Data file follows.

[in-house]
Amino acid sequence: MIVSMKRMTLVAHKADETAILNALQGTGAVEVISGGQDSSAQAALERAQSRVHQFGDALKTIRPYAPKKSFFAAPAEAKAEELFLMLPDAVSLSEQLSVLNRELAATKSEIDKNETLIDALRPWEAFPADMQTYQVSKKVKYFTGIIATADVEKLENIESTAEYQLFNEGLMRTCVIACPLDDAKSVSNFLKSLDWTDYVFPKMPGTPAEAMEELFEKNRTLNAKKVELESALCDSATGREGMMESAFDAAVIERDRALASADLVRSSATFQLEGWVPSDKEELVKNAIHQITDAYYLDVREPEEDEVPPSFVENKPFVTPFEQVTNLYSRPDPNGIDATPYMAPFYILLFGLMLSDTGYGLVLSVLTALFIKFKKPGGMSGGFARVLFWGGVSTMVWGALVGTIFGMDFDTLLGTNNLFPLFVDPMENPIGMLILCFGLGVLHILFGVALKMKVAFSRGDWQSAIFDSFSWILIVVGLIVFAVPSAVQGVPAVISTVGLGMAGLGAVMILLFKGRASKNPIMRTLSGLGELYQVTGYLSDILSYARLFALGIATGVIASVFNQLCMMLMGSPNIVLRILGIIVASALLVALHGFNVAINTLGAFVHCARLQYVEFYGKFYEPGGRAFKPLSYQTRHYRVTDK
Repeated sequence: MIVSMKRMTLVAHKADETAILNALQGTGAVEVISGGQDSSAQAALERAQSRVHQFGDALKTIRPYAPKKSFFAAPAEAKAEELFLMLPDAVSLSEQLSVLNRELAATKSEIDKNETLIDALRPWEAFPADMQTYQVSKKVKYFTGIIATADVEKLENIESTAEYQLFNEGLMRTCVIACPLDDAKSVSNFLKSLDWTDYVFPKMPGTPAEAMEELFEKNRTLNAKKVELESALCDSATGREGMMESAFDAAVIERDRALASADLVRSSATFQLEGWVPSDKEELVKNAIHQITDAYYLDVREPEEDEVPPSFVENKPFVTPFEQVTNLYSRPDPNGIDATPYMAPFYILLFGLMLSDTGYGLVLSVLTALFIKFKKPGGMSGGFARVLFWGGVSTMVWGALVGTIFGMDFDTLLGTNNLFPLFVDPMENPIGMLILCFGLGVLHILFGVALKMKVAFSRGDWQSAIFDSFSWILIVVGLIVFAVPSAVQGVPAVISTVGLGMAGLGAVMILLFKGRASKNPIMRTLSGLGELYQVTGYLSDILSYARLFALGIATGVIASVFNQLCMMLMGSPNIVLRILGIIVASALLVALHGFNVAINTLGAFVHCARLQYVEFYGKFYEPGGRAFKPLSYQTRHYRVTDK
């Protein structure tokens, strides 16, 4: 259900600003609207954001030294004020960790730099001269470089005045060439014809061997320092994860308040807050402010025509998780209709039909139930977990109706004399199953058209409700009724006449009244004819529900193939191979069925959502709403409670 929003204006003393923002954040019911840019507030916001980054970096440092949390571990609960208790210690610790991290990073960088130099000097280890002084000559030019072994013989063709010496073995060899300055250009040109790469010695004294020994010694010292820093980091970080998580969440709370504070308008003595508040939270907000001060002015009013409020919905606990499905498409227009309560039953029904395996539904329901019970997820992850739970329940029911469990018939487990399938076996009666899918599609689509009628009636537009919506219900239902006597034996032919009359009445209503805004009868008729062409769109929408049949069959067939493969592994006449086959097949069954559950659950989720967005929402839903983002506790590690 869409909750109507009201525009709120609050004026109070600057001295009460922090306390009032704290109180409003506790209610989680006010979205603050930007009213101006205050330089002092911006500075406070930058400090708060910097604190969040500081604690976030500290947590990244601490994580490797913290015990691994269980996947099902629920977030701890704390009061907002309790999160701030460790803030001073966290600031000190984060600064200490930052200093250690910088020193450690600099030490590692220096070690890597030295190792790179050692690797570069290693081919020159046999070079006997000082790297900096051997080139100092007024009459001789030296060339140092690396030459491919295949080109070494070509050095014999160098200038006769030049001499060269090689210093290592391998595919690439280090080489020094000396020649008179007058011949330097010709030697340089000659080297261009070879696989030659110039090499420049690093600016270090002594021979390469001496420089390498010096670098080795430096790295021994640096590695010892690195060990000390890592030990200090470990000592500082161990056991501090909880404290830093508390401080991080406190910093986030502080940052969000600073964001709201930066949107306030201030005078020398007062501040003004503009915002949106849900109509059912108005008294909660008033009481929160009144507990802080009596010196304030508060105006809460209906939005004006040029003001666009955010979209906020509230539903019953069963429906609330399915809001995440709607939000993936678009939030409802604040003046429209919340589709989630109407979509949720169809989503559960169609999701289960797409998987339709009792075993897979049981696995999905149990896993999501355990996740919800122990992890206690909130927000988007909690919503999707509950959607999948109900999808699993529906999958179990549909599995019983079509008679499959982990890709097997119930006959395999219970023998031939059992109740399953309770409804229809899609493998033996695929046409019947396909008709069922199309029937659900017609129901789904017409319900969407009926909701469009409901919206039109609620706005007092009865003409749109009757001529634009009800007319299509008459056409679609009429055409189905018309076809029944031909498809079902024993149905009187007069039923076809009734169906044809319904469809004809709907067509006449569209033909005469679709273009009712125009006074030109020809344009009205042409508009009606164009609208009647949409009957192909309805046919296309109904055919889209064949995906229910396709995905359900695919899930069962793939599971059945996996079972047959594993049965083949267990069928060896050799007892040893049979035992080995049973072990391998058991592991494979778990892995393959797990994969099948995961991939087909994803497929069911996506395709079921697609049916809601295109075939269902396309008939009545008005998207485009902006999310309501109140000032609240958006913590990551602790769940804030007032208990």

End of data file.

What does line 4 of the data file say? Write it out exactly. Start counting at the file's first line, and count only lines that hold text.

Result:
């Protein structure tokens, strides 16, 4: 259900600003609207954001030294004020960790730099001269470089005045060439014809061997320092994860308040807050402010025509998780209709039909139930977990109706004399199953058209409700009724006449009244004819529900193939191979069925959502709403409670 929003204006003393923002954040019911840019507030916001980054970096440092949390571990609960208790210690610790991290990073960088130099000097280890002084000559030019072994013989063709010496073995060899300055250009040109790469010695004294020994010694010292820093980091970080998580969440709370504070308008003595508040939270907000001060002015009013409020919905606990499905498409227009309560039953029904395996539904329901019970997820992850739970329940029911469990018939487990399938076996009666899918599609689509009628009636537009919506219900239902006597034996032919009359009445209503805004009868008729062409769109929408049949069959067939493969592994006449086959097949069954559950659950989720967005929402839903983002506790590690 869409909750109507009201525009709120609050004026109070600057001295009460922090306390009032704290109180409003506790209610989680006010979205603050930007009213101006205050330089002092911006500075406070930058400090708060910097604190969040500081604690976030500290947590990244601490994580490797913290015990691994269980996947099902629920977030701890704390009061907002309790999160701030460790803030001073966290600031000190984060600064200490930052200093250690910088020193450690600099030490590692220096070690890597030295190792790179050692690797570069290693081919020159046999070079006997000082790297900096051997080139100092007024009459001789030296060339140092690396030459491919295949080109070494070509050095014999160098200038006769030049001499060269090689210093290592391998595919690439280090080489020094000396020649008179007058011949330097010709030697340089000659080297261009070879696989030659110039090499420049690093600016270090002594021979390469001496420089390498010096670098080795430096790295021994640096590695010892690195060990000390890592030990200090470990000592500082161990056991501090909880404290830093508390401080991080406190910093986030502080940052969000600073964001709201930066949107306030201030005078020398007062501040003004503009915002949106849900109509059912108005008294909660008033009481929160009144507990802080009596010196304030508060105006809460209906939005004006040029003001666009955010979209906020509230539903019953069963429906609330399915809001995440709607939000993936678009939030409802604040003046429209919340589709989630109407979509949720169809989503559960169609999701289960797409998987339709009792075993897979049981696995999905149990896993999501355990996740919800122990992890206690909130927000988007909690919503999707509950959607999948109900999808699993529906999958179990549909599995019983079509008679499959982990890709097997119930006959395999219970023998031939059992109740399953309770409804229809899609493998033996695929046409019947396909008709069922199309029937659900017609129901789904017409319900969407009926909701469009409901919206039109609620706005007092009865003409749109009757001529634009009800007319299509008459056409679609009429055409189905018309076809029944031909498809079902024993149905009187007069039923076809009734169906044809319904469809004809709907067509006449569209033909005469679709273009009712125009006074030109020809344009009205042409508009009606164009609208009647949409009957192909309805046919296309109904055919889209064949995906229910396709995905359900695919899930069962793939599971059945996996079972047959594993049965083949267990069928060896050799007892040893049979035992080995049973072990391998058991592991494979778990892995393959797990994969099948995961991939087909994803497929069911996506395709079921697609049916809601295109075939269902396309008939009545008005998207485009902006999310309501109140000032609240958006913590990551602790769940804030007032208990």